Israelis in Samaria line up for guns amid fears war could expand

As war expands, Israelis living in Samaria desperately look to arm themselves, fearing further deterioration of security situation.

By Judith Segaloff, JNS

In Karnei Shomron, there were no sirens during the surreal Shemini Atzeret holiday in Samaria in spite of the quiet news spreading about armed infiltrations, thousands of rockets pelting the center of the country and people massacred by terrorists in the south.

The primarily religious community of Karnei Shomron was shaken with news being spread person-to-person as fathers of young children received orders from the army and grandmothers were called to childcare duty.

The synagogue was cleared by Home Front Command before the afternoon Mussaf prayers, as gatherings of more than ten people in places without a bomb shelter were prohibited. In streets usually filled with children on scooters and no moving cars, security vehicles were on constant patrol.

As members of the army and the reserves began to head north and south, armed residents who were not called up volunteered to patrol the streets and lead armed convoys along Route 55 to ensure drivers’ safety after sundown.

Watchful eyes of neighboring residents scanned the nearby village of Azzun, where even in “peaceful times” hostile terrorists throw rocks and Molotov cocktails at cars and buses.

On Tuesday, the local Maccabi health clinic was teeming with crowds scrambling for health applications for gun permits. It was tense but congenial as doctors scrambled to fill out forms.

“Is it war, or is it chofesh (vacation)?” one confused child asked his mother, who waited in yet another line at the town offices to validate residency to apply for a gun.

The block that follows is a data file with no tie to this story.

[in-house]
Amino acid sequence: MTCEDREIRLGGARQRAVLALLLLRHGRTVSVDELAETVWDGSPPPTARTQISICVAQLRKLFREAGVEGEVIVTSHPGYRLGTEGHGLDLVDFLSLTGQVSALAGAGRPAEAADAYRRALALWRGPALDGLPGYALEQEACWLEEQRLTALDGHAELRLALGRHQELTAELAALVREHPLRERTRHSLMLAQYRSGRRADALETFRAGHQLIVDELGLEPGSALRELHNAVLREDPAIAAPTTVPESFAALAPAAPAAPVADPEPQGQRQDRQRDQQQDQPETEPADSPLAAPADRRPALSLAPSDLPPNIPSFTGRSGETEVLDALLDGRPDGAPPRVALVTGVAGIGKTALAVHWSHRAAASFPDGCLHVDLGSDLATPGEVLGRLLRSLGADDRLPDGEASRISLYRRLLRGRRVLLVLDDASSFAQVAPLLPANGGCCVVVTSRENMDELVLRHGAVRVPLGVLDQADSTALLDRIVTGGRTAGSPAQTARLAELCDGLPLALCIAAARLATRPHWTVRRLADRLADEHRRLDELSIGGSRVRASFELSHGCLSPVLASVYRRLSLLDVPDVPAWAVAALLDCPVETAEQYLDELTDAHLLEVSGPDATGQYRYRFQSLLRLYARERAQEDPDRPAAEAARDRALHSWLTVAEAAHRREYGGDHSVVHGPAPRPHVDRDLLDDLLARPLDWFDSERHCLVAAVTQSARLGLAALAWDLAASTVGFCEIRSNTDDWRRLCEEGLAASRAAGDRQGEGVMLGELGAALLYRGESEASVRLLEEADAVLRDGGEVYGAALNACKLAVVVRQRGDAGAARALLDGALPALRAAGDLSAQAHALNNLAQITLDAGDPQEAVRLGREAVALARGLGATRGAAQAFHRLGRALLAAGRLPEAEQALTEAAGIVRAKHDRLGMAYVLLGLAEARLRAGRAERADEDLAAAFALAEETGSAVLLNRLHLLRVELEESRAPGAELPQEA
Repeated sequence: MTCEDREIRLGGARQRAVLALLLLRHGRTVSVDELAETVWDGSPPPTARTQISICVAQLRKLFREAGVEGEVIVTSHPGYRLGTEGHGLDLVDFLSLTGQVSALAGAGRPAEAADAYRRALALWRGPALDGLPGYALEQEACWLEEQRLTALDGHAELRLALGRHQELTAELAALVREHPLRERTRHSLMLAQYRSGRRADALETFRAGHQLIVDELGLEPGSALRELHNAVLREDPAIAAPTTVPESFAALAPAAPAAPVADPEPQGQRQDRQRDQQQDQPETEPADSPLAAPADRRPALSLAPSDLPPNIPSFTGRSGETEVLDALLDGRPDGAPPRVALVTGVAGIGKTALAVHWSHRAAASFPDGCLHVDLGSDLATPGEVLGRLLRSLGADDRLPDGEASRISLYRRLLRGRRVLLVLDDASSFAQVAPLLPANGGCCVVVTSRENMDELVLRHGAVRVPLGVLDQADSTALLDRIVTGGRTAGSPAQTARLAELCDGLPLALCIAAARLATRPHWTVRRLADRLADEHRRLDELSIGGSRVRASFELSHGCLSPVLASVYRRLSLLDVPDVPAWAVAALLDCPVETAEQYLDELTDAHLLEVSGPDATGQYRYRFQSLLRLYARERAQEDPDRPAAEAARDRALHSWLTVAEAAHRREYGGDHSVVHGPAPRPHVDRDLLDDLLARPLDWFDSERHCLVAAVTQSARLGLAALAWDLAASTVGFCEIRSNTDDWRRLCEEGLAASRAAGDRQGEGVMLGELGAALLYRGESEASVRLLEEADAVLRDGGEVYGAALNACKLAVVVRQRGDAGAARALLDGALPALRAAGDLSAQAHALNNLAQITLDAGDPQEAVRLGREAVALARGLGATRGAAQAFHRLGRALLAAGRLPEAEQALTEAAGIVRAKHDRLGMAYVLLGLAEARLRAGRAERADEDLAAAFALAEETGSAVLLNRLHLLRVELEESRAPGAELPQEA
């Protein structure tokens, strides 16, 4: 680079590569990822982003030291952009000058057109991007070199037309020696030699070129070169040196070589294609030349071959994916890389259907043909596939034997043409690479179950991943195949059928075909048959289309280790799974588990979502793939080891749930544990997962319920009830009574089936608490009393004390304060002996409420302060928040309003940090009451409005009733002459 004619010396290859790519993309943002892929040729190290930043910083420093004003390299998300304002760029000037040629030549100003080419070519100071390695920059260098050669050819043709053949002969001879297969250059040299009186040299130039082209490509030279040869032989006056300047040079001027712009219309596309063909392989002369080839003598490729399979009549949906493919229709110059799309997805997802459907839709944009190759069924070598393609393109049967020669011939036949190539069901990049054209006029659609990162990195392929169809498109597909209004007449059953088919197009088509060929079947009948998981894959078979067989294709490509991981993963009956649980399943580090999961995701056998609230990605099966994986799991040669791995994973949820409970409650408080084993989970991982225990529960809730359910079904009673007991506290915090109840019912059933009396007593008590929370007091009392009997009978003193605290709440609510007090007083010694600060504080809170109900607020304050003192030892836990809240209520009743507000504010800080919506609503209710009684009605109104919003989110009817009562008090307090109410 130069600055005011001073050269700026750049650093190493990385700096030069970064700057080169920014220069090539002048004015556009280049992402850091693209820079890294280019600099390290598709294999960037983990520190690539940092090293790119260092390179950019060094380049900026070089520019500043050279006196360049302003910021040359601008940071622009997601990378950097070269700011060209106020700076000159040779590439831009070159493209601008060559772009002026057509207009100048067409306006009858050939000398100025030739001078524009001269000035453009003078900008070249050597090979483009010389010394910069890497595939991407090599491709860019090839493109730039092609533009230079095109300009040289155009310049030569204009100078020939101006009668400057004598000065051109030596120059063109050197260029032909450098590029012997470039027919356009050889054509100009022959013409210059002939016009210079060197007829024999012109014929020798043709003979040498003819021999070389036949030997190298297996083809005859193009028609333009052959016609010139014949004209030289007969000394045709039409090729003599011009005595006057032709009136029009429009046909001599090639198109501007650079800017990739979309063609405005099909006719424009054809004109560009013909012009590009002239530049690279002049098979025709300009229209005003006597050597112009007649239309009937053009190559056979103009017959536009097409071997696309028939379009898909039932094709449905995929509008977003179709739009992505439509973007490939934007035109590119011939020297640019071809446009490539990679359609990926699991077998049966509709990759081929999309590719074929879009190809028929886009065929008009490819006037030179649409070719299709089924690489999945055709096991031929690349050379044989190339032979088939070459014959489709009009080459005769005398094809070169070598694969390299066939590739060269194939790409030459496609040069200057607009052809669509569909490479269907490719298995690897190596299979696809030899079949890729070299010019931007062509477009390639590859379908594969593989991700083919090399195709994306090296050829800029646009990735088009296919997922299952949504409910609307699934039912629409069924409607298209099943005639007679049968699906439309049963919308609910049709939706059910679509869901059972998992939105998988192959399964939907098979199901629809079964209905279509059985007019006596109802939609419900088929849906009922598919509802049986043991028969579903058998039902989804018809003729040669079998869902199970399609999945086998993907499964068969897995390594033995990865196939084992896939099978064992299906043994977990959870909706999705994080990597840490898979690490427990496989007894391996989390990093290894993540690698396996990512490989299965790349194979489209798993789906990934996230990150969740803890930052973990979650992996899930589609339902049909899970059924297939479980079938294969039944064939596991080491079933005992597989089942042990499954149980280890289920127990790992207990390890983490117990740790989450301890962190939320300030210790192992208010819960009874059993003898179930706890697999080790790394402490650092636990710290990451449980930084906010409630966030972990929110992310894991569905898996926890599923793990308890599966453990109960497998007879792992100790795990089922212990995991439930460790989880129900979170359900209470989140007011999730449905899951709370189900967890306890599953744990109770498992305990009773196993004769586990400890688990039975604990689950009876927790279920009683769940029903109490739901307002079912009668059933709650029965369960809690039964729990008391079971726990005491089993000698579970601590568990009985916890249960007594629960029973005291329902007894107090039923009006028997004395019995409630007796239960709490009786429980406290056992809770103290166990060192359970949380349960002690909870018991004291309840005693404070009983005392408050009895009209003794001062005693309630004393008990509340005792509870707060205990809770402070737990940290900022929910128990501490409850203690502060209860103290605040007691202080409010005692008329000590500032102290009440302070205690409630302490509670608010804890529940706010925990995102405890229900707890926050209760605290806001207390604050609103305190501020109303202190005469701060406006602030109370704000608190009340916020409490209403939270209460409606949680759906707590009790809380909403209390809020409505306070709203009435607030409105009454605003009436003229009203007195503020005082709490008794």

At the supermarket, the scene was chaotic, with people responding to the Home Front Command’s suggestion that residents pack a three-day supply of food and water in their safe rooms.

Like a pre-six-foot snow day in the United States, people were tossing cans of food and packages of crackers into their carts as the lines wrapped around the check-out counters.

But the gun line was even longer.

“Yesterday, we personally helped over 60 residents apply for guns,” explained one volunteer at the town hall.

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“We are a nation of cowboys,” she quipped. By noon on Tuesday, they had already helped another 30 and that didn’t include the hordes of people still working on their health forms at Maccabi, and those who scanned and filled out documents without help.

“We are in emergency times, so people are responding,” explained Igal Lahav, Mayor of Karnei Shomron, who heads a council of Samaria  mayors. “The idea is that people should take responsibility for the situation. People need to protect themselves, so we don’t have a situation like they had in the south. We encourage them to buy guns and are helping them with registration, but nobody needs to panic.”

Lahav, who said he doesn’t like to comment on security as a rule, added, “We are very secure and doing our best to buy more ammunition and guns for civilian patrols so we will hopefully be safer than they were down south.”

Since events began to unfold on Saturday, there were warnings of armed terrorist infiltrations in Ariel, Kedumim and Einav.

Using maps, videos and photos, the Azzun Telegram channels openly warn terrorists of the positions of the “settlers” and the army.

“Arrival of a military bulldozer for the occupation army around the northern entrance to the town of Azzun and a military force,” one message stated.

Things began heating up in Samaria well before the war started.

The week of the Sukkot holiday was a particularly difficult week with multiple buses and cars hit by rocks and explosives, as well as a shooting in Huwara.

The army was already on edge. The Huwara shooter chased a car being driven by a pregnant woman with a three-year old in tow. Fortunately, no one was harmed.

Now, with the infiltration news from the south, the fear is palpable.

Residents are told not to open doors at night, travel through the area in groups and report anyone that appears strange.

Most Arab workers are prohibited from entering the neighborhood.

Home construction has ground to a halt, garbage collection is curtailed, gardens are not being tended and the local Arabs that harvest nearby olive trees are not allowed near the settlement.